DRONES are increasingly becoming a part of daily life, with companies and organisations across the globe already investing heavily in drone technology.
Now, thanks to an innovative James Cook University program supported by the Australian Government, local high-school girls will have the opportunity to learn more about this rapidly-growing field.
Leichhardt MP Warren Entsch has today announced that JCU will receive a grant of $249,075 towards a total project cost of $465,475 for She Flies Drone Camps: Building Northern Australia's Drone Ecosystem.
“The She Flies program will facilitate camps where high school girls will not only learn about the future of drone technology, but also gain the practical skills required to operate one,” Mr Entsch said.
“Drones are changing the way Australia operates, from having an ‘eye in the sky’ that supports Surf Lifesavers on our beaches, to herding stock in remote areas and providing a unique perspective for a whole range of photographic needs.
“It’s a very exciting time and I congratulate JCU for seeing an opportunity and leading the way.”
Local academic Dr Karen Joyce has been instrumental in establishing the Far North’s Drone Ecosystem and she wants more girls and young women to get involved.
Dr Joyce and her partners, Dr Catherine Ball and Paul Mead have established She Flies, an organisation aiming to develop community interest in drone technology, while simultaneously encouraging young women to take charge in this emerging field.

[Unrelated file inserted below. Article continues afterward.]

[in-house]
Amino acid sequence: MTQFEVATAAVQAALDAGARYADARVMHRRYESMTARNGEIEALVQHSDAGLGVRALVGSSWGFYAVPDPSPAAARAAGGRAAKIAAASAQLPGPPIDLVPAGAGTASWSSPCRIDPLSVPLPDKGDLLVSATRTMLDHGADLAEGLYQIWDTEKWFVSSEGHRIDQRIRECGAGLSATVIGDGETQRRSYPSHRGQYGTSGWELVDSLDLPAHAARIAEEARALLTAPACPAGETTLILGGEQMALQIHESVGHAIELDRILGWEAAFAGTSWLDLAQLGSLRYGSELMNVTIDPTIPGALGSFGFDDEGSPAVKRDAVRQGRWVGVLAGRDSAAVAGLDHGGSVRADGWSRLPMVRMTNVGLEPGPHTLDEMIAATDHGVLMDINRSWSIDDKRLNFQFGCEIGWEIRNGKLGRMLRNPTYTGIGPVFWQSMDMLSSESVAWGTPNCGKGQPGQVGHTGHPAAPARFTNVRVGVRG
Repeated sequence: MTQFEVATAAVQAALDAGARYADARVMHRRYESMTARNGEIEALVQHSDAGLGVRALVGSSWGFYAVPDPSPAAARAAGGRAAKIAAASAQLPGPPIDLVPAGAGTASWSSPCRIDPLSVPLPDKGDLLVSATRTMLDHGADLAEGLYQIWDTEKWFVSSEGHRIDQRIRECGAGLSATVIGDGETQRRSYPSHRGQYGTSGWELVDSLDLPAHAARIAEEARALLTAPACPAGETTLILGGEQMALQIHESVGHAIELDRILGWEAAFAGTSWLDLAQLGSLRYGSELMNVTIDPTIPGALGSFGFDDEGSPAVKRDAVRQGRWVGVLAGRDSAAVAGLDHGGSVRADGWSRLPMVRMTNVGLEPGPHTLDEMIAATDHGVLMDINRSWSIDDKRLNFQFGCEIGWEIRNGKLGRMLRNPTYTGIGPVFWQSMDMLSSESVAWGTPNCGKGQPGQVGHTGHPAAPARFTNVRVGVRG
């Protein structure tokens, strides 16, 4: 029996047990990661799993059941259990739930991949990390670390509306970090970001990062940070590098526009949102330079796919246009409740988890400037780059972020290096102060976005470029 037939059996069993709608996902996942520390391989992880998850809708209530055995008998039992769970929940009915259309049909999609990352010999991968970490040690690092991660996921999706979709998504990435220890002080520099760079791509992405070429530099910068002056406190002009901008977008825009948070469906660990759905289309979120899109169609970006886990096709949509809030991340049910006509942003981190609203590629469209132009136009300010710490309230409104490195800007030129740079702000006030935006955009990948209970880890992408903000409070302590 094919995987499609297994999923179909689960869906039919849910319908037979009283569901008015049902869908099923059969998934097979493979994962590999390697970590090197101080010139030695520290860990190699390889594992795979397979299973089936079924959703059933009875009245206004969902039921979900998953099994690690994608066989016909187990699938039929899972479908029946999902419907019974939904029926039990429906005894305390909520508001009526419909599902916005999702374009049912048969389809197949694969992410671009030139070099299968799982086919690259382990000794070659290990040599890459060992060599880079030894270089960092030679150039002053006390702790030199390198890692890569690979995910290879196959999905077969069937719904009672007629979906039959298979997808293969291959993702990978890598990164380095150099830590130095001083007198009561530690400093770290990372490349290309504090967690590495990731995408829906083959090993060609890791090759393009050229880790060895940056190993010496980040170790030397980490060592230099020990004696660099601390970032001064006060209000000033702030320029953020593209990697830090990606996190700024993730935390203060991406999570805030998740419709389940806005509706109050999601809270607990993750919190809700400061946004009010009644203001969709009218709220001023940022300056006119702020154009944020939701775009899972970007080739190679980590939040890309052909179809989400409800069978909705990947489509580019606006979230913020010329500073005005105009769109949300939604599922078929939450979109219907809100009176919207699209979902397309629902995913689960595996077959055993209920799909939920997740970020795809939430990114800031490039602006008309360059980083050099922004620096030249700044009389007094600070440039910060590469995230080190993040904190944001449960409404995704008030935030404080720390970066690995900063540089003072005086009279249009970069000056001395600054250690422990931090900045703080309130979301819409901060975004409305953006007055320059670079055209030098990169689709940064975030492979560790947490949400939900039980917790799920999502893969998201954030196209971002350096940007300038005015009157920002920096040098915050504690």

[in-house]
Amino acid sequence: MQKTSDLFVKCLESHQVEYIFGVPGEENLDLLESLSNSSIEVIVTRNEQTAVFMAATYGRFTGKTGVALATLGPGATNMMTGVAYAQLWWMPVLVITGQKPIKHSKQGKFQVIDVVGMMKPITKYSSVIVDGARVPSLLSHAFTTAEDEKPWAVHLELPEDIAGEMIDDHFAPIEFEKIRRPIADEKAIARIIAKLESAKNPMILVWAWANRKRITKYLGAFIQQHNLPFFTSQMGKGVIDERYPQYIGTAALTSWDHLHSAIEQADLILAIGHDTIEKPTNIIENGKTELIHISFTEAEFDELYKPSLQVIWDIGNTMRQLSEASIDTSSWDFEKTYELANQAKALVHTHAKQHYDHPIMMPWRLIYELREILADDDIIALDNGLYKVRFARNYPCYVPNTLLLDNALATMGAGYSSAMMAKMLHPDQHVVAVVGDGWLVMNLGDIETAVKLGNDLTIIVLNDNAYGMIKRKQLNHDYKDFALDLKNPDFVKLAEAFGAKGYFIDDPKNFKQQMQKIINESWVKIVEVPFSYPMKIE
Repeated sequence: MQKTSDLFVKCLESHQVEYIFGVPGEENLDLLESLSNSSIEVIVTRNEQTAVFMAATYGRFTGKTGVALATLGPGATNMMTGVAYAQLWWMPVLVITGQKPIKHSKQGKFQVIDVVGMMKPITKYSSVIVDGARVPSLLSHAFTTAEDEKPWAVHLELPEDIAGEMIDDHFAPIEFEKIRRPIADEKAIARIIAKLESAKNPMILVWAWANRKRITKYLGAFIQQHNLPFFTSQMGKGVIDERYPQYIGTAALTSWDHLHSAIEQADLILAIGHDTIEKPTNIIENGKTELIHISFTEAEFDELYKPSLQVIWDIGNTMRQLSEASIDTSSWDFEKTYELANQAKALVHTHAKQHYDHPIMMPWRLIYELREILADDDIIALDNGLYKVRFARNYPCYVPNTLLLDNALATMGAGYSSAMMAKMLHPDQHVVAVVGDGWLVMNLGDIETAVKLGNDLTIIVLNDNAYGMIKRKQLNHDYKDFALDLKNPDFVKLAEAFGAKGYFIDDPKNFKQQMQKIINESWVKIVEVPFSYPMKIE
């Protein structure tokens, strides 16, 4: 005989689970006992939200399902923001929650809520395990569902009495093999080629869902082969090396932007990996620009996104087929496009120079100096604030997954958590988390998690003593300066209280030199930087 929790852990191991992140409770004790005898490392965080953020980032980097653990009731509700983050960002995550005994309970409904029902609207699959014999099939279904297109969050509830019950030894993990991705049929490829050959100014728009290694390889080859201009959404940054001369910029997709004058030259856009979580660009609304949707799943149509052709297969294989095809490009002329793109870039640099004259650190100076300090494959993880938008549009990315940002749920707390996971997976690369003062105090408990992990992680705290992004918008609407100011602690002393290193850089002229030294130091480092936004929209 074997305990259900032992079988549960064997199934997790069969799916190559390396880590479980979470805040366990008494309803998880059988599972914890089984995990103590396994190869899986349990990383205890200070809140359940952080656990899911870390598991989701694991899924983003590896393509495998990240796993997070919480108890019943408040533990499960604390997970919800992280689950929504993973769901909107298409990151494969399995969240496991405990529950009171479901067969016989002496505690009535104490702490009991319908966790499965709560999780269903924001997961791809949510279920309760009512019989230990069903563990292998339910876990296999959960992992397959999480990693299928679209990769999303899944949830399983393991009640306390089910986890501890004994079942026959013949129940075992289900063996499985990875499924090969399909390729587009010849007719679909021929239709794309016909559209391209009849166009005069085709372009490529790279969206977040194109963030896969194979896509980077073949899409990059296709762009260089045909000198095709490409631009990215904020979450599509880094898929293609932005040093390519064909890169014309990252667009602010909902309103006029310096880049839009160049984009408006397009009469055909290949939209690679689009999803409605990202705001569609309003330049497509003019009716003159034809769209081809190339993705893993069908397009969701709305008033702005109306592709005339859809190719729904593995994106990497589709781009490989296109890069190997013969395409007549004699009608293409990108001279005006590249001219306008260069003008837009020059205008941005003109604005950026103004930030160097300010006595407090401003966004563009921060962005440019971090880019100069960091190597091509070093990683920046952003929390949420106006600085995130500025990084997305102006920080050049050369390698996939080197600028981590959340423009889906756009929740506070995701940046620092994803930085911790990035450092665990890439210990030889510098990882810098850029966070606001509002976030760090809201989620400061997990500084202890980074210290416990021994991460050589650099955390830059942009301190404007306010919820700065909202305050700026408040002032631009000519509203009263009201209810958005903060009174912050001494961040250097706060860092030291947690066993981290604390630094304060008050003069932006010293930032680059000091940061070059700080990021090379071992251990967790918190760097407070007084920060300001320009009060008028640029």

“The program will develop a series of camps aimed at teaching high school girls and their teachers or parents the possibilities of working with, and flying drones – from design and coding through to flying and finally using photography to create maps,” Dr Joyce said.
“She Flies is not just about drones. We have a bigger picture to help girls and women engage with the broader disciplines of science, technology, engineering, and maths – in doing so we open opportunities for Australia to innovate with 100 per cent of its talent pool.”
The funding made available to She Flies forms part of broader moves by the Turnbull Government to support women in STEM. The Government recently announced $3.9 million in funding to 24 organisations to rollout projects that will encourage girls and women to study and pursue careers in science, technology, engineering and maths.
Mr Entsch said the funding aims to combat the gender disparity within the scientific and research sector. “Women are underrepresented in STEM related studies and professions, only one in four IT graduates and fewer than one in 10 engineering graduates are women.” Mr Entsch said.
“The Turnbull Government is committed to improving gender equity and boosting female participation in STEM fields.”
The funding is the first round of the $8 million Women in STEM and Entrepreneurship grant program under the National Innovation and Science Agenda.
A wide range of projects will receive funding, from building interest in STEM for primary school age students, to supporting post-graduates and women already pursuing STEM careers, and encouraging entrepreneurship among women.
The projects are part of a concerted, national effort to overcome the cultural, institutional and organisational factors that discourage girls and women from studying STEM and choosing careers that require STEM skills.
Applications for a second round of the Women in STEM and Entrepreneurship program will open in 2017.
For more details on all projects funded see www.business.gov.au/womenSTEM